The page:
Plan to go to WNCC? Here’s counseling help | RecordCourier.com

Plan to go to WNCC? Here’s counseling help

by Joyce Hollister

So you want to go to the University of Nevada, Reno, but spend two years at home first and go to Western Nevada Community College. What classes should you take?

Just ask the counselors at WNCC, and they can tell you. They can also help you pick the right courses for transferring to dozens of other colleges and universities around the country.

Sue Muller, WNCC counselor based in Carson City, spoke to the WNCC Douglas Academic Advisory Committee at the group’s quarterly meeting Feb. 18. She explained the role of WNCC counselors and handed out materials relating to their services.

Though she and counselors Dennis Hull, Diane Hilliard and Connie Capurro are usually found at the main WNCC campus in Carson City, they come to the campus in Minden regularly to speak with students at WNCC Douglas.

Hull is the director of WNCC Counseling Services. Also on the staff are Fallon counselors Sherry Black and Paul Nelson, who is the Fallon campus’ counseling coordinator. The two Fallon staff members often travel to the rural sites for WNCC.

Muller said the counselors have three roles: they do academic counseling, career counseling and personal counseling.

n Academic counseling. She said the counseling center has every college catalog on CD and through this and other information can advise students which WNCC course to take to transfer to most colleges.

The counselors have a number of handouts that describe the kinds of courses needed to transfer to specific programs at the University of Nevada, Reno or UNLV and the courses to take to earn an associate in arts degree at WNCC.

The counselors do all academic testing for the college, such as giving the English 101 test required for placement if the student has not taken the SAT or ACT college tests. There is testing for specific WNCC programs as well.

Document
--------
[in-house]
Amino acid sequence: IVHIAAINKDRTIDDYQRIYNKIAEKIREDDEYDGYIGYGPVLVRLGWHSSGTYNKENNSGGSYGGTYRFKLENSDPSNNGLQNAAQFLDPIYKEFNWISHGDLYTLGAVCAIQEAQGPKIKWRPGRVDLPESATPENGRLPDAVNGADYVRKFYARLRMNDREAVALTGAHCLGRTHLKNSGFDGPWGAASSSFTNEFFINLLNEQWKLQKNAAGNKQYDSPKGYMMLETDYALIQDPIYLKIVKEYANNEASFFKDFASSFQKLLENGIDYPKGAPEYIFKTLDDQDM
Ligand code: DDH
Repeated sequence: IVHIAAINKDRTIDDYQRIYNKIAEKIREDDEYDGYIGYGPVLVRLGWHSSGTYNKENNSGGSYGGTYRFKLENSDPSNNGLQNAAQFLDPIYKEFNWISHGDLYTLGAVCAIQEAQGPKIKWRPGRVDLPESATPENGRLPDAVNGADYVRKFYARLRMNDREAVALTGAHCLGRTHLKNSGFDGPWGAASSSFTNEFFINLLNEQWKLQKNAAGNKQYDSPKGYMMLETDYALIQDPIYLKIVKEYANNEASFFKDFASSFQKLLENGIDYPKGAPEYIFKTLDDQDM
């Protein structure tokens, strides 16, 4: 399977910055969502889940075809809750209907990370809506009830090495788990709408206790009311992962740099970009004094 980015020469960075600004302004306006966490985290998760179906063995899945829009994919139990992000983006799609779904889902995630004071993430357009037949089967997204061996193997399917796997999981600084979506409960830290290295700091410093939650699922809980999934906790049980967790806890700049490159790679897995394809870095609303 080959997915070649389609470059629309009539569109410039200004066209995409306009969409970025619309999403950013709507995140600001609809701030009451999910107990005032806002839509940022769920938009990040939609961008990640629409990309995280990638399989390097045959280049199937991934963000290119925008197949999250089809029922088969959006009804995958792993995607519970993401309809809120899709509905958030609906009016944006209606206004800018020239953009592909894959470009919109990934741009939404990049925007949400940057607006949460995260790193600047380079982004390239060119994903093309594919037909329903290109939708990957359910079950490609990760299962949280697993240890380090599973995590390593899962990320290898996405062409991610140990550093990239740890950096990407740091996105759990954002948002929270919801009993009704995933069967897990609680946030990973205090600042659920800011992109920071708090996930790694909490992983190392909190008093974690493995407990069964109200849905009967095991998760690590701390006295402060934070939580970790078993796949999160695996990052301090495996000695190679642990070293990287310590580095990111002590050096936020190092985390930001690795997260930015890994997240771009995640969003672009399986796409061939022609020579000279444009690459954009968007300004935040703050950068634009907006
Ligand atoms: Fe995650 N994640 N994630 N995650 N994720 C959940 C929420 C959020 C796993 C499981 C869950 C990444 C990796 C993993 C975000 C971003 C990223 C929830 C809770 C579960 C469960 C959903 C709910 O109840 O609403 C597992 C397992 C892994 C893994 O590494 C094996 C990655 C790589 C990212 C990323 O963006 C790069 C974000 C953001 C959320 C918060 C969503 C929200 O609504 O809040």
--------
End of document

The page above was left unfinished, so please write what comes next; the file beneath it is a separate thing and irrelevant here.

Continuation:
n Career counseling. Counselors advise students on which WNCC courses or other two- or four-year programs they may need for a certain career.

Older students, people in their 20s, 30s and 40s, who want to change jobs or update their skills, can benefit from career counseling.

“A large number of people go back to school,” Muller said. “They may have been laid off or want to get a specific skill, such as nursing.”

Career testing is also offered. Muller said people in the community may be given career testing for a minimal charge – they don’t have to be WNCC students.

n Personal counseling. Personal problems can range from a student having difficulties in the classroom to being troubled with issues at home. Personal counseling is confidential, and students can be referred to other professionals as needed.

The counselors also advise student government and are also WNCC’s major recruiters.

The WNCC counselors are in close touch with the counselors at Douglas High, Muller said, so that each may understand the programs and needs of the other.

The WNCC counselors take part in DHS Junior Roundtables, which is a career program held for juniors each year. Representatives of different careers and colleges, as well as the military, set up tables at the school to talk personally with students.

Last fall, Muller said, WNCC counselors talked with seniors at DHS about post-secondary options. Many DHS seniors also avail themselves of WNCC’s Fast Track program, in which they can take courses through WNCC and earn dual high school-college credit.

WNCC Counseling Services and career and transfer center at the Carson City campus is located in the Aspen building, room 102. It is open Mondays, 8 a.m.-7 p.m., and Tuesday-Friday, 8 a.m.-5 p.m. No appointment is necessary.

For Douglas County counseling, call the WNCC Douglas office at 782-2413 to make an appointment. Financial aid advice can also be made in Douglas.

The WNCC Douglas Academic Advisory Committee heard Muller’s presentation at the Douglas campus, now in its second semester, after opening in the fall of 1997.

Members advise the WNCC administration on programs that would benefit the Douglas County community.

The Record-Courier E-mail: rc@tahoe.com

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